President Joe Biden supported that plan, but it was opposed both by some Democrats, on the grounds that it would make it easier to build oil and gas infrastructure, and by some Republicans, on the grounds that it would give the federal authorities too much power to advance electricity transmission projects.
The attempt to use the defence bill faltered last week after more than 750 environmental and community groups wrote a letter to Democratic leaders in Congress, arguing that “while we acknowledge the importance of accelerating the deployment of renewable energy, that should not come at the expense of gutting bedrock environmental laws.”
Senator Manchin had watered down the provisions supporting new power transmission lines from the previous version of his plan, published in September. But those concessions did not prove sufficient to win enough Republican votes to get the plan passed.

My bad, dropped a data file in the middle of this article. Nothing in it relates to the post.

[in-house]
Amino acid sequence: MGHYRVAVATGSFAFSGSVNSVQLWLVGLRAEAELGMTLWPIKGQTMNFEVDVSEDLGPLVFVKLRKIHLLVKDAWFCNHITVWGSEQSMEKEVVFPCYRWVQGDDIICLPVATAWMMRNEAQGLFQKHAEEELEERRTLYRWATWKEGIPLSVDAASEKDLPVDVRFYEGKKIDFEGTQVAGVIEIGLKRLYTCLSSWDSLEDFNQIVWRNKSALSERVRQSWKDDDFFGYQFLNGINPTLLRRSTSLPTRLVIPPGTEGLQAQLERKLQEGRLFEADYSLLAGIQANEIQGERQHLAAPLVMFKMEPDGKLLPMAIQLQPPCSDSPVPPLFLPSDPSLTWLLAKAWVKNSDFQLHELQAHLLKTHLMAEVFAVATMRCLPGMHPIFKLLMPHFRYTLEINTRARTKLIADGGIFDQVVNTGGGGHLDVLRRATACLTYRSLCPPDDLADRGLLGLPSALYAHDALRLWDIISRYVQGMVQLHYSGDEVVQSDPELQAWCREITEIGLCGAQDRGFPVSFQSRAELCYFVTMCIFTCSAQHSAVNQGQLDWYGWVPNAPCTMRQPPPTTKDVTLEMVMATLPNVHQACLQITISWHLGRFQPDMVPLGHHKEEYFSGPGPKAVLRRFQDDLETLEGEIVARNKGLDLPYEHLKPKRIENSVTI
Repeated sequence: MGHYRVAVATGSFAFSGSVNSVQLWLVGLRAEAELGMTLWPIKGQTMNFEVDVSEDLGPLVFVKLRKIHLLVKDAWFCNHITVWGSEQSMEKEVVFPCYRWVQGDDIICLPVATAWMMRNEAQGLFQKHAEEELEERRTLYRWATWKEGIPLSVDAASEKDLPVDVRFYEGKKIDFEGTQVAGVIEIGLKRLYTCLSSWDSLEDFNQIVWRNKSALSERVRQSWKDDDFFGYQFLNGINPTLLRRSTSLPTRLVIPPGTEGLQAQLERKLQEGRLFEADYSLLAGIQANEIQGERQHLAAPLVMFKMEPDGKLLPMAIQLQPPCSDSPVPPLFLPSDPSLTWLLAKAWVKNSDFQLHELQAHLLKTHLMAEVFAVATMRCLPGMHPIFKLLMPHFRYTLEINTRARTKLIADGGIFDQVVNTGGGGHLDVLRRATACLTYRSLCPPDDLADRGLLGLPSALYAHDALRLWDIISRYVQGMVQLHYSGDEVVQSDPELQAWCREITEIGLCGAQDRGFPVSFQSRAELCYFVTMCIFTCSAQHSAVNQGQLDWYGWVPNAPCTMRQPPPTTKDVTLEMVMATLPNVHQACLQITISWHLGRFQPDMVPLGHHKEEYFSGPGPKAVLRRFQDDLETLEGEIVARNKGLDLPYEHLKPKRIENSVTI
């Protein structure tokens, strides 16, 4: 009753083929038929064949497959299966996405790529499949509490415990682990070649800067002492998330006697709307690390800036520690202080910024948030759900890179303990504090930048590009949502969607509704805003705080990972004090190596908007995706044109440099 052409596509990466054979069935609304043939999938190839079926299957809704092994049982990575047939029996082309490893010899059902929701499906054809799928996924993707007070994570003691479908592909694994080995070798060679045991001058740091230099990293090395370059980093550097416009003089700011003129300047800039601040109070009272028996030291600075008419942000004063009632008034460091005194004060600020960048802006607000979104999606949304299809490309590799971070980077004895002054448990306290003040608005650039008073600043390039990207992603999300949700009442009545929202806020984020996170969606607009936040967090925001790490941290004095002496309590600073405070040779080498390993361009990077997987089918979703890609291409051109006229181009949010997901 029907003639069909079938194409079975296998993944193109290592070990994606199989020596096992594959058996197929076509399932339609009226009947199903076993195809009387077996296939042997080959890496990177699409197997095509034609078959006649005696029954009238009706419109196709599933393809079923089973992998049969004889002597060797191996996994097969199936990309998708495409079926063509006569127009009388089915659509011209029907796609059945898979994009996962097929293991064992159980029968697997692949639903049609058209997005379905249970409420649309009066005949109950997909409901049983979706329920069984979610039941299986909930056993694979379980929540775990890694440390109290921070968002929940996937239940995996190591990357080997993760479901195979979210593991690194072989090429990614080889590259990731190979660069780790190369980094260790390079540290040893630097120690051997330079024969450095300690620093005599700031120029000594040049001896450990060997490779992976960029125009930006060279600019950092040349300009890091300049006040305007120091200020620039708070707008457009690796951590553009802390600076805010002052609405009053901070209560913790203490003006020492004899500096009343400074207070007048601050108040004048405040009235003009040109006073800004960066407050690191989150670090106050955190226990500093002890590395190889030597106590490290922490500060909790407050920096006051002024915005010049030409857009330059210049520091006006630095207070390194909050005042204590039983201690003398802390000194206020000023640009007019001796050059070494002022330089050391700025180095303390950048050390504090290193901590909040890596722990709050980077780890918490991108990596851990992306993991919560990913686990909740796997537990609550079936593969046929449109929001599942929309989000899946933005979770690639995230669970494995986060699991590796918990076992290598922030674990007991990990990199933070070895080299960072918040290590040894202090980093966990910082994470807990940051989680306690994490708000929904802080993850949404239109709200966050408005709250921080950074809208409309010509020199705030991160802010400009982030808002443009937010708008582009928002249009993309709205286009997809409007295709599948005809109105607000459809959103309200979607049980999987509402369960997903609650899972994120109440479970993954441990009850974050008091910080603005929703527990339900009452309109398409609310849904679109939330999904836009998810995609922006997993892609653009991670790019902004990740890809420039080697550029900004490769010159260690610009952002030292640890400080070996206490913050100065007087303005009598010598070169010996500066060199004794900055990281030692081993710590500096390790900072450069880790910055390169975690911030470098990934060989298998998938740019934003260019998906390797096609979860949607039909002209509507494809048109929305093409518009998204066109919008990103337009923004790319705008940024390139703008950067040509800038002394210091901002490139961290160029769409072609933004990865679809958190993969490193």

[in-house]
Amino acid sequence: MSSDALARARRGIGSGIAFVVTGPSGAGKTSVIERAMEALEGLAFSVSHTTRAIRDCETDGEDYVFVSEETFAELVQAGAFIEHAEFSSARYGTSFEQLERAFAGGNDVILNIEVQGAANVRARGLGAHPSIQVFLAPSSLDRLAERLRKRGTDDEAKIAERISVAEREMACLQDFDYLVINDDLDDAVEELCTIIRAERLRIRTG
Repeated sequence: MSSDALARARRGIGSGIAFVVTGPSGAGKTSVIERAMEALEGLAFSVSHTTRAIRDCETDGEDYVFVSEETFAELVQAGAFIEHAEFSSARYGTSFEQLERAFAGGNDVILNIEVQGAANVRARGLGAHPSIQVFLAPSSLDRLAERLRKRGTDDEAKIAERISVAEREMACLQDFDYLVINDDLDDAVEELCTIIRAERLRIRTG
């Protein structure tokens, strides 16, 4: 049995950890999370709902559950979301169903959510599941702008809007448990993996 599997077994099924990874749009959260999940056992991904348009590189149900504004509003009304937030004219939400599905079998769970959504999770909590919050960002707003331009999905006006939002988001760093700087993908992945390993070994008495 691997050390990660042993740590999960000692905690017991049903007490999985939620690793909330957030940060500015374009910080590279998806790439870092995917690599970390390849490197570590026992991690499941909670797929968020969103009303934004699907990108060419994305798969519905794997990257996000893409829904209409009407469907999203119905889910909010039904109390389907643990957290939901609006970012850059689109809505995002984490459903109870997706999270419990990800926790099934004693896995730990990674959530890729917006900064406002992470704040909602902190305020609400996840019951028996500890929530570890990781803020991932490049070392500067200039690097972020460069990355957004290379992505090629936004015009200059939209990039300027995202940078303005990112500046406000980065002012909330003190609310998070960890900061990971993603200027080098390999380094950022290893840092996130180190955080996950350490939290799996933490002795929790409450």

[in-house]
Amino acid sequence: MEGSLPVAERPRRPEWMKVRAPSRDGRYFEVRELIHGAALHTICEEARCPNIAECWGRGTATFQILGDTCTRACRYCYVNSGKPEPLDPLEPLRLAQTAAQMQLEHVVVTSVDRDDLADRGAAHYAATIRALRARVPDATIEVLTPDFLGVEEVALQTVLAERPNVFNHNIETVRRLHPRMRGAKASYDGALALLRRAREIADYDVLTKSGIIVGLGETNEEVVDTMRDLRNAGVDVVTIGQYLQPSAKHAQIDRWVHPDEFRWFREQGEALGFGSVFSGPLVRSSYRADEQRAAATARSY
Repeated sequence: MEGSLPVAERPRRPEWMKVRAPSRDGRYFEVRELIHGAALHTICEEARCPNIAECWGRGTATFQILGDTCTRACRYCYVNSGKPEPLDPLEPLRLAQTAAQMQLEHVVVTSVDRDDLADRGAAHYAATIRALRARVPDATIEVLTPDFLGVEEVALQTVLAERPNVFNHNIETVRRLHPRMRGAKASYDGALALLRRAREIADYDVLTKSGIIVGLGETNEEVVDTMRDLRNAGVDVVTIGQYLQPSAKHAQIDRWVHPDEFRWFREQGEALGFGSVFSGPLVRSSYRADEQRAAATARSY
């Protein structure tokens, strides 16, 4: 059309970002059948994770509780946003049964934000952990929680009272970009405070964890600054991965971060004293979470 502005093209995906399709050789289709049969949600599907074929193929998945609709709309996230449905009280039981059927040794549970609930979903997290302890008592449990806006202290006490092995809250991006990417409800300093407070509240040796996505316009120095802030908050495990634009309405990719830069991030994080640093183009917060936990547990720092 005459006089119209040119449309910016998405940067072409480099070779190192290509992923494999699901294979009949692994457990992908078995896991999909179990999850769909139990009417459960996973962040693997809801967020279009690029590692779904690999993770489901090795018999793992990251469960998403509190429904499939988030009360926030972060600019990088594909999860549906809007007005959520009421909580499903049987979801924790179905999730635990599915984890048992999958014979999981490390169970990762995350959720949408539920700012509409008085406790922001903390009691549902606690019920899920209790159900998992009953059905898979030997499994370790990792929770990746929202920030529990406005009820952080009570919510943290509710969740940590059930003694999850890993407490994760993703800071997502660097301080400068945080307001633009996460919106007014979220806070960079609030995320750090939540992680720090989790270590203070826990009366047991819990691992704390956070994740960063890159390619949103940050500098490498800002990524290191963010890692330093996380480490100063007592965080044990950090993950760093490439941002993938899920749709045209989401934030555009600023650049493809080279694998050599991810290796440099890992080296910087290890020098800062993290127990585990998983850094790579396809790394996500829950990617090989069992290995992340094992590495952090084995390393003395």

At the time of writing, Senator Manchin had not given up hope that permitting reform could still be passed in the last weeks of the current Congress, and was discussing options for winning the votes he needs. But even if that effort fails, permitting reform could still be passed in the next Congress, which takes over on January 3.
That Congress will have a Republican majority in the House and a Democratic majority in the Senate. Given that permitting reform could help both the oil and gas industry and renewables, there could be a basis for finding bipartisan agreement.
Several energy sectors have good reason to hope that, one way or another, permitting reform can be passed. The changes proposed by Senator Manchin would not sweep away every obstruction to new energy infrastructure, but they would stop projects getting snarled up in interminable reviews and legal challenges.